The following is a space resonance exercise documented by P. Liao during a Hokutobo Butoh Dance Company workshop in Taiwan, 1996. This concept is also the bases of Akaji Maro’s Chūtai (Space-Body).

Stand in a corner of a space. Observe and feel the space. Try to move the body. Find the gesture/posture that is felt to best correspond to the space. In other words the bodily gesture/posture should best represent the sensations given by the space, such as its length, width, and depth, whether it is spacious or crowded, bright or dark, warm or cold, the air flow if any, the texture of the wall…

Stand further away from the corner. Repeat the previous sequence until a new gesture/posture has been found. Change the standing locus for a third time. Repeat the same sequence.

Compare the bodily gestures/postures obtained in the three loci. Examine and feel how they link to the whole space and are influenced by the change of loci. Develop a sequence of bodily movement, moving from the first locus, through the second, to the third locus.

 The bodily gesture/posture in each locus should keep corresponding to the space, and the transition from one bodily gesture/posture to another should also keep corresponding to the space.5

1 to 1 Correspondence Between Space & Body

We can form a body map with any structure or space before us. Such is an example (see above) is lunging, where the in breath and out breath are connected to the space, and so forming a lung out of the space itself.

Exercise 1: Big Chalk Body Outline

Draw a big chalk outline of a body that spans a big part of the floor space. Wherever one is currently residing in is the body part that is being initiated in the body.

Exercise 2: Room Body Visual Resonance

The room is a body laying down. Map whether the ceiling is the back or front of the body and the arms being the side of the wall. Wherever the attention goes, that is also where the attention goes in the body.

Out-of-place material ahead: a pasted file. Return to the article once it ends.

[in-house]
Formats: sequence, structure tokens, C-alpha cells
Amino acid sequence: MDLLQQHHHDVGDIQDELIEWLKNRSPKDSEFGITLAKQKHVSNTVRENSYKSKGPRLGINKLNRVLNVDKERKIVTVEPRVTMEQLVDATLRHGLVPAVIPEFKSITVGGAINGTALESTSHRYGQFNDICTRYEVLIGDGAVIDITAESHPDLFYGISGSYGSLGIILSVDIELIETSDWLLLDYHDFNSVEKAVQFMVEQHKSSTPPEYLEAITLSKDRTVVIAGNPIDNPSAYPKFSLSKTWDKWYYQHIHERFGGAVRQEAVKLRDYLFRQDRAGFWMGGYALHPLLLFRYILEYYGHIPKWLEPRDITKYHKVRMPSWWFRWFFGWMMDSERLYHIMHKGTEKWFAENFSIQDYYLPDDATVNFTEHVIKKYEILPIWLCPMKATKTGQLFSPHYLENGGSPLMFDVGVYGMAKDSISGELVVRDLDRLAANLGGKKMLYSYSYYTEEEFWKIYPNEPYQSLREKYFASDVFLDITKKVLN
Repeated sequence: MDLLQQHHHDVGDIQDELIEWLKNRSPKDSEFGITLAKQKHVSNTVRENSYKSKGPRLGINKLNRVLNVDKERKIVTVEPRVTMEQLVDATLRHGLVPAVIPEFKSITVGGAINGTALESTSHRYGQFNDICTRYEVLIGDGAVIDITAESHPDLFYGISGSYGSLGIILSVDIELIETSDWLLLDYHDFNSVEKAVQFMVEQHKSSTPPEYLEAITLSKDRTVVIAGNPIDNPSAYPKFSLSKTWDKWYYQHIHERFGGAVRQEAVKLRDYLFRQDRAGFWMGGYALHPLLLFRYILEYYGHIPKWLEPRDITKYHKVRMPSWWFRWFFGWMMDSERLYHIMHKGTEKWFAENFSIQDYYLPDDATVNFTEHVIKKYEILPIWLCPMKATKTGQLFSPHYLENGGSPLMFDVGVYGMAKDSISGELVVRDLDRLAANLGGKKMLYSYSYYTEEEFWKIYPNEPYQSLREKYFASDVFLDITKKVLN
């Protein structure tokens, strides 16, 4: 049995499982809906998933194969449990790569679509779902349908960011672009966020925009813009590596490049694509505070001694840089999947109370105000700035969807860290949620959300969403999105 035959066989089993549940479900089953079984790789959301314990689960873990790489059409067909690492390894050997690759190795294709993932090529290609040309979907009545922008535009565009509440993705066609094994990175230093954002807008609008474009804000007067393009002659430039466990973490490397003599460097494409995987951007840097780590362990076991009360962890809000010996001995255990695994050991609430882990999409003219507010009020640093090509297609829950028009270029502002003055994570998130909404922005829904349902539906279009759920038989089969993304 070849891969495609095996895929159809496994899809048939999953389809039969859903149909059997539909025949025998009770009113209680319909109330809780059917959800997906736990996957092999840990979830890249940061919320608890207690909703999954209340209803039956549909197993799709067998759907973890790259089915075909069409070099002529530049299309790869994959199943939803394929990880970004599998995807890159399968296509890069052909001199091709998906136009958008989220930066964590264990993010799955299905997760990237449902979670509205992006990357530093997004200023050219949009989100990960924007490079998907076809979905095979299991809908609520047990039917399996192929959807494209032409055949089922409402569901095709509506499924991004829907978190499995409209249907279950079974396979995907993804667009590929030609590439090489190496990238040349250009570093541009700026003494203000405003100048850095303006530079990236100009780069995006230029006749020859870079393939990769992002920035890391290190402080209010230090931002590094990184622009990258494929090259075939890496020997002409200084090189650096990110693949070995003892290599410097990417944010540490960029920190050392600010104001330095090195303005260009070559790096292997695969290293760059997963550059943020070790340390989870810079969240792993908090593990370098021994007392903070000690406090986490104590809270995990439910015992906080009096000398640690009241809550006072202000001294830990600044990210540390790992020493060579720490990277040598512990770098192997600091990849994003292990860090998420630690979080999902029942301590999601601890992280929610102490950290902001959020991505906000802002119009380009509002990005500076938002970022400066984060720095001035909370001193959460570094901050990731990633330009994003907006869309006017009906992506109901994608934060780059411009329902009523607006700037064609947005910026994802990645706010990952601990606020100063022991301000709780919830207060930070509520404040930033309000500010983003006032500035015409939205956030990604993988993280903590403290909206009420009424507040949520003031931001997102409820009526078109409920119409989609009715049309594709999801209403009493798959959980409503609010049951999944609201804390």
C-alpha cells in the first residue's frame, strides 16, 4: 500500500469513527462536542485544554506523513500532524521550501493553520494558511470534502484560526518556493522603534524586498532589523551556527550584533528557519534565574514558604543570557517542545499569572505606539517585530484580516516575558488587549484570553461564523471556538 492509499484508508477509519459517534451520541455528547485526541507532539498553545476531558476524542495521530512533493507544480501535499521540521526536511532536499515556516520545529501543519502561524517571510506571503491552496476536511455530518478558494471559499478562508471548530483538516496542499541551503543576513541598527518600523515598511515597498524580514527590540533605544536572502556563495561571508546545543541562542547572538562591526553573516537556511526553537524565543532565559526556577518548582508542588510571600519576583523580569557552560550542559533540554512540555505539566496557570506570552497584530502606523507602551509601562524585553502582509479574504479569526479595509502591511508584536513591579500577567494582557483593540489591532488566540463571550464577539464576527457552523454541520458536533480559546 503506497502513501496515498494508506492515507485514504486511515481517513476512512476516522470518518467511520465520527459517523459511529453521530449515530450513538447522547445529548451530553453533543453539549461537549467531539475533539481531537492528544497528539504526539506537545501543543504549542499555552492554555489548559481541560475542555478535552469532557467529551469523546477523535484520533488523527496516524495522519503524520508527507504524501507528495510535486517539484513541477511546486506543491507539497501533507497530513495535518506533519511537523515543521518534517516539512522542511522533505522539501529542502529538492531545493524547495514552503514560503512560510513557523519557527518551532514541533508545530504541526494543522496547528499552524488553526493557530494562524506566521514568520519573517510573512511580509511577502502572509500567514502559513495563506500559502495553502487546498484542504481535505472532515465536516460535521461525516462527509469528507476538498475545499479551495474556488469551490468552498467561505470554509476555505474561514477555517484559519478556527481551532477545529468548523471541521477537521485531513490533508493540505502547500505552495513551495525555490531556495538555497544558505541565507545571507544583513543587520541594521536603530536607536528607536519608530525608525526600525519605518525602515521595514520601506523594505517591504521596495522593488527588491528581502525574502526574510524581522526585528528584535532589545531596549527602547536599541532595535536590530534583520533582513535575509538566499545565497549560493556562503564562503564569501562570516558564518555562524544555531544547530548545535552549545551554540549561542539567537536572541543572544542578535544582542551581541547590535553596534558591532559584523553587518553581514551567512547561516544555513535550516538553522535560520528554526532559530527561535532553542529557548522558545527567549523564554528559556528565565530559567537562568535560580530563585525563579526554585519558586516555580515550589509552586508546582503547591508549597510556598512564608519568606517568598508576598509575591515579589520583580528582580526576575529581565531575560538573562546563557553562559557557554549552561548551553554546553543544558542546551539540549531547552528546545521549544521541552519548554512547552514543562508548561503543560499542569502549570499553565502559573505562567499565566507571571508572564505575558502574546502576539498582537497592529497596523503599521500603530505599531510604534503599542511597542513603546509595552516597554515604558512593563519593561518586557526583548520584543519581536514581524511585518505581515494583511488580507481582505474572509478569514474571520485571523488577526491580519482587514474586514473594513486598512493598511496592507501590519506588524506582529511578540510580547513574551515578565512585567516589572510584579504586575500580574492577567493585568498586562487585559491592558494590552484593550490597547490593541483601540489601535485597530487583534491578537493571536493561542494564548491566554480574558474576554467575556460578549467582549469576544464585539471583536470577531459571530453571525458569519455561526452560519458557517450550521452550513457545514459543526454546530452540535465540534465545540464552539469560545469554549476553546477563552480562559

Finding Unique Space Limitations (Site-specific)

When we have limitations, it is a wonderful opportunity for us to get creative on how to resonate and create within this limitation. A space itself may have elements about it that can limit one’s movement or world and so this idea is richer in site-specific areas outside of the studio. The findings are endless, e.g.  stairs, on a tree, inside a car, etc.

 The Void

“Nothing can be stated about the ‘void.’ It is impossible even to think about it. Nevertheless, enlightened ones […] have created many devices with which they have tried to lure their disciples into a state of being in which the above phrase does make sense.” – Gunther Nitschke5

This is the archetypal hostile space/ma. It is often the censored block itself to past hardships or traumas. In the shadowbody, we can attempt to find an edge or bottom body for shadow work. For those into digging and digging to find the ultimate primordial “thing” or No-Thing, The Void or Abyss might eventually rear her head. This territory has been seen as the most terrifying place in existence, possibly even more so than the Spanish Inquisition. It has even been known as Enlightnment’s Evil Twin.

Yet, this attitude of fear is only adopted by those who resist this space/ma. The sign before the entrance to Dante’s Inferno read “Abandon hope all ye who enter here.” But the key is in interpretation. Abandon hope by surrendering, else resistance will be the true hell.